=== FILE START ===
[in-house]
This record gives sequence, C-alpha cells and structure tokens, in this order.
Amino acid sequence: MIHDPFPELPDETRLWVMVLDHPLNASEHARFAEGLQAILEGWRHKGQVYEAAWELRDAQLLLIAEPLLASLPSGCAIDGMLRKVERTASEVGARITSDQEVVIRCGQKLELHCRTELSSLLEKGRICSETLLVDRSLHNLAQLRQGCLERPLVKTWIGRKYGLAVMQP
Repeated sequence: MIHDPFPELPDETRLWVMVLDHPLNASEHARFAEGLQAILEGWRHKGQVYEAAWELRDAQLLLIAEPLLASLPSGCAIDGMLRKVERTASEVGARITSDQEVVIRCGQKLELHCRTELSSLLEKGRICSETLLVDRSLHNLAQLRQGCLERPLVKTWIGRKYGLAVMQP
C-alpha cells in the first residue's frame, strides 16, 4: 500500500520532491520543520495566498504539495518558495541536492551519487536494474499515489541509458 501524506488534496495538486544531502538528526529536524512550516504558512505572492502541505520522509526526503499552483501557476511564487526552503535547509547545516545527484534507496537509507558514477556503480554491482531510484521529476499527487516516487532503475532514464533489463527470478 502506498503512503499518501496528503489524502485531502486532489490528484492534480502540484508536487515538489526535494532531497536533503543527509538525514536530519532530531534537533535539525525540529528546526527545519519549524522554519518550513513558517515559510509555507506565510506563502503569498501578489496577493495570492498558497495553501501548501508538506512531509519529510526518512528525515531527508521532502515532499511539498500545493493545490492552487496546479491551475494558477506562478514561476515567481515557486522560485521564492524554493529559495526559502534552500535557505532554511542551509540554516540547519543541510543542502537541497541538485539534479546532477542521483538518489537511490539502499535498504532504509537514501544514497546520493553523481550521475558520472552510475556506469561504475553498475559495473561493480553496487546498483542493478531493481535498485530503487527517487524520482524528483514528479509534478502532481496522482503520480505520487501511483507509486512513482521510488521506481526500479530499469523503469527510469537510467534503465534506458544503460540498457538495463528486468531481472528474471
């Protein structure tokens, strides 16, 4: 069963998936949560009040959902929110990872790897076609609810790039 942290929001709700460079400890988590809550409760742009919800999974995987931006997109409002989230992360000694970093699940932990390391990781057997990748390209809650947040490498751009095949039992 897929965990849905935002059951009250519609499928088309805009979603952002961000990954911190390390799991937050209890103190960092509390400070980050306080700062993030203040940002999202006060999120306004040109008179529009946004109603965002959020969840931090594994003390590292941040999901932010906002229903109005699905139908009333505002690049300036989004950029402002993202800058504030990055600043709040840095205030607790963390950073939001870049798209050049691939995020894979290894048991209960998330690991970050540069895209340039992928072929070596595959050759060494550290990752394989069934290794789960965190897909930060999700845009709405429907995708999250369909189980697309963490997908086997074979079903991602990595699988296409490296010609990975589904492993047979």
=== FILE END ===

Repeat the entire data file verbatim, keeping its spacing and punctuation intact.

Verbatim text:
[in-house]
This record gives sequence, C-alpha cells and structure tokens, in this order.
Amino acid sequence: MIHDPFPELPDETRLWVMVLDHPLNASEHARFAEGLQAILEGWRHKGQVYEAAWELRDAQLLLIAEPLLASLPSGCAIDGMLRKVERTASEVGARITSDQEVVIRCGQKLELHCRTELSSLLEKGRICSETLLVDRSLHNLAQLRQGCLERPLVKTWIGRKYGLAVMQP
Repeated sequence: MIHDPFPELPDETRLWVMVLDHPLNASEHARFAEGLQAILEGWRHKGQVYEAAWELRDAQLLLIAEPLLASLPSGCAIDGMLRKVERTASEVGARITSDQEVVIRCGQKLELHCRTELSSLLEKGRICSETLLVDRSLHNLAQLRQGCLERPLVKTWIGRKYGLAVMQP
C-alpha cells in the first residue's frame, strides 16, 4: 500500500520532491520543520495566498504539495518558495541536492551519487536494474499515489541509458 501524506488534496495538486544531502538528526529536524512550516504558512505572492502541505520522509526526503499552483501557476511564487526552503535547509547545516545527484534507496537509507558514477556503480554491482531510484521529476499527487516516487532503475532514464533489463527470478 502506498503512503499518501496528503489524502485531502486532489490528484492534480502540484508536487515538489526535494532531497536533503543527509538525514536530519532530531534537533535539525525540529528546526527545519519549524522554519518550513513558517515559510509555507506565510506563502503569498501578489496577493495570492498558497495553501501548501508538506512531509519529510526518512528525515531527508521532502515532499511539498500545493493545490492552487496546479491551475494558477506562478514561476515567481515557486522560485521564492524554493529559495526559502534552500535557505532554511542551509540554516540547519543541510543542502537541497541538485539534479546532477542521483538518489537511490539502499535498504532504509537514501544514497546520493553523481550521475558520472552510475556506469561504475553498475559495473561493480553496487546498483542493478531493481535498485530503487527517487524520482524528483514528479509534478502532481496522482503520480505520487501511483507509486512513482521510488521506481526500479530499469523503469527510469537510467534503465534506458544503460540498457538495463528486468531481472528474471
């Protein structure tokens, strides 16, 4: 069963998936949560009040959902929110990872790897076609609810790039 942290929001709700460079400890988590809550409760742009919800999974995987931006997109409002989230992360000694970093699940932990390391990781057997990748390209809650947040490498751009095949039992 897929965990849905935002059951009250519609499928088309805009979603952002961000990954911190390390799991937050209890103190960092509390400070980050306080700062993030203040940002999202006060999120306004040109008179529009946004109603965002959020969840931090594994003390590292941040999901932010906002229903109005699905139908009333505002690049300036989004950029402002993202800058504030990055600043709040840095205030607790963390950073939001870049798209050049691939995020894979290894048991209960998330690991970050540069895209340039992928072929070596595959050759060494550290990752394989069934290794789960965190897909930060999700845009709405429907995708999250369909189980697309963490997908086997074979079903991602990595699988296409490296010609990975589904492993047979």